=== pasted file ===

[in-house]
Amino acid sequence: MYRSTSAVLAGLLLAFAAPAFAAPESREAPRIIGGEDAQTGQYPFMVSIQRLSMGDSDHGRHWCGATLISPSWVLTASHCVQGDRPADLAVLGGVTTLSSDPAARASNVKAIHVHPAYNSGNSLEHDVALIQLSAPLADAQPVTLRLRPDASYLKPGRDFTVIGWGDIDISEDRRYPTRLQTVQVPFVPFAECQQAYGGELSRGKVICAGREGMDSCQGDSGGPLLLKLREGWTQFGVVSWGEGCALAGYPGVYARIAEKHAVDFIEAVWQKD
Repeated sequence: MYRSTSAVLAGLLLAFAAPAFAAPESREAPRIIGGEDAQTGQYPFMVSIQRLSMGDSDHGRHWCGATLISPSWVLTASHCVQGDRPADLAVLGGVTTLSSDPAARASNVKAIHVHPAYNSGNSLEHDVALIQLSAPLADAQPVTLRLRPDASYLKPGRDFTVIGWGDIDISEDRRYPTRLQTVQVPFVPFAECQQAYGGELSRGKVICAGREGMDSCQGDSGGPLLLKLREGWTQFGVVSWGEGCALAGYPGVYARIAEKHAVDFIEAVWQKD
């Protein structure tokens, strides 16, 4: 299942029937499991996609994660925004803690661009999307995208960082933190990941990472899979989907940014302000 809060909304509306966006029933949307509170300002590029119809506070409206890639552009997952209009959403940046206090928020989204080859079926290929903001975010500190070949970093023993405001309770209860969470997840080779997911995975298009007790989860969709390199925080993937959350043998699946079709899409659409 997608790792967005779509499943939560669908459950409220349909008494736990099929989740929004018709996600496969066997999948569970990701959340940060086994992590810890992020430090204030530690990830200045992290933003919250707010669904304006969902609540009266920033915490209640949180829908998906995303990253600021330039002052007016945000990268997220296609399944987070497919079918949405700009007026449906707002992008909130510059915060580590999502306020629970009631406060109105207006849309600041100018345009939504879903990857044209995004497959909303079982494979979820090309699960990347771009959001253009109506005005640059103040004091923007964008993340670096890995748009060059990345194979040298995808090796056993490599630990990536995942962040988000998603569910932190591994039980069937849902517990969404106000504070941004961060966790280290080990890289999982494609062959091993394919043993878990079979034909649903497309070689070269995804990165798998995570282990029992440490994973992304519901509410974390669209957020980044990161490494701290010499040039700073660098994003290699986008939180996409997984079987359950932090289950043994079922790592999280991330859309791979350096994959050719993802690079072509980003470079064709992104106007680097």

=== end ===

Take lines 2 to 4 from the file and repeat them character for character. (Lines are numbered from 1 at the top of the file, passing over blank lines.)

Amino acid sequence: MYRSTSAVLAGLLLAFAAPAFAAPESREAPRIIGGEDAQTGQYPFMVSIQRLSMGDSDHGRHWCGATLISPSWVLTASHCVQGDRPADLAVLGGVTTLSSDPAARASNVKAIHVHPAYNSGNSLEHDVALIQLSAPLADAQPVTLRLRPDASYLKPGRDFTVIGWGDIDISEDRRYPTRLQTVQVPFVPFAECQQAYGGELSRGKVICAGREGMDSCQGDSGGPLLLKLREGWTQFGVVSWGEGCALAGYPGVYARIAEKHAVDFIEAVWQKD
Repeated sequence: MYRSTSAVLAGLLLAFAAPAFAAPESREAPRIIGGEDAQTGQYPFMVSIQRLSMGDSDHGRHWCGATLISPSWVLTASHCVQGDRPADLAVLGGVTTLSSDPAARASNVKAIHVHPAYNSGNSLEHDVALIQLSAPLADAQPVTLRLRPDASYLKPGRDFTVIGWGDIDISEDRRYPTRLQTVQVPFVPFAECQQAYGGELSRGKVICAGREGMDSCQGDSGGPLLLKLREGWTQFGVVSWGEGCALAGYPGVYARIAEKHAVDFIEAVWQKD
């Protein structure tokens, strides 16, 4: 299942029937499991996609994660925004803690661009999307995208960082933190990941990472899979989907940014302000 809060909304509306966006029933949307509170300002590029119809506070409206890639552009997952209009959403940046206090928020989204080859079926290929903001975010500190070949970093023993405001309770209860969470997840080779997911995975298009007790989860969709390199925080993937959350043998699946079709899409659409 997608790792967005779509499943939560669908459950409220349909008494736990099929989740929004018709996600496969066997999948569970990701959340940060086994992590810890992020430090204030530690990830200045992290933003919250707010669904304006969902609540009266920033915490209640949180829908998906995303990253600021330039002052007016945000990268997220296609399944987070497919079918949405700009007026449906707002992008909130510059915060580590999502306020629970009631406060109105207006849309600041100018345009939504879903990857044209995004497959909303079982494979979820090309699960990347771009959001253009109506005005640059103040004091923007964008993340670096890995748009060059990345194979040298995808090796056993490599630990990536995942962040988000998603569910932190591994039980069937849902517990969404106000504070941004961060966790280290080990890289999982494609062959091993394919043993878990079979034909649903497309070689070269995804990165798998995570282990029992440490994973992304519901509410974390669209957020980044990161490494701290010499040039700073660098994003290699986008939180996409997984079987359950932090289950043994079922790592999280991330859309791979350096994959050719993802690079072509980003470079064709992104106007680097």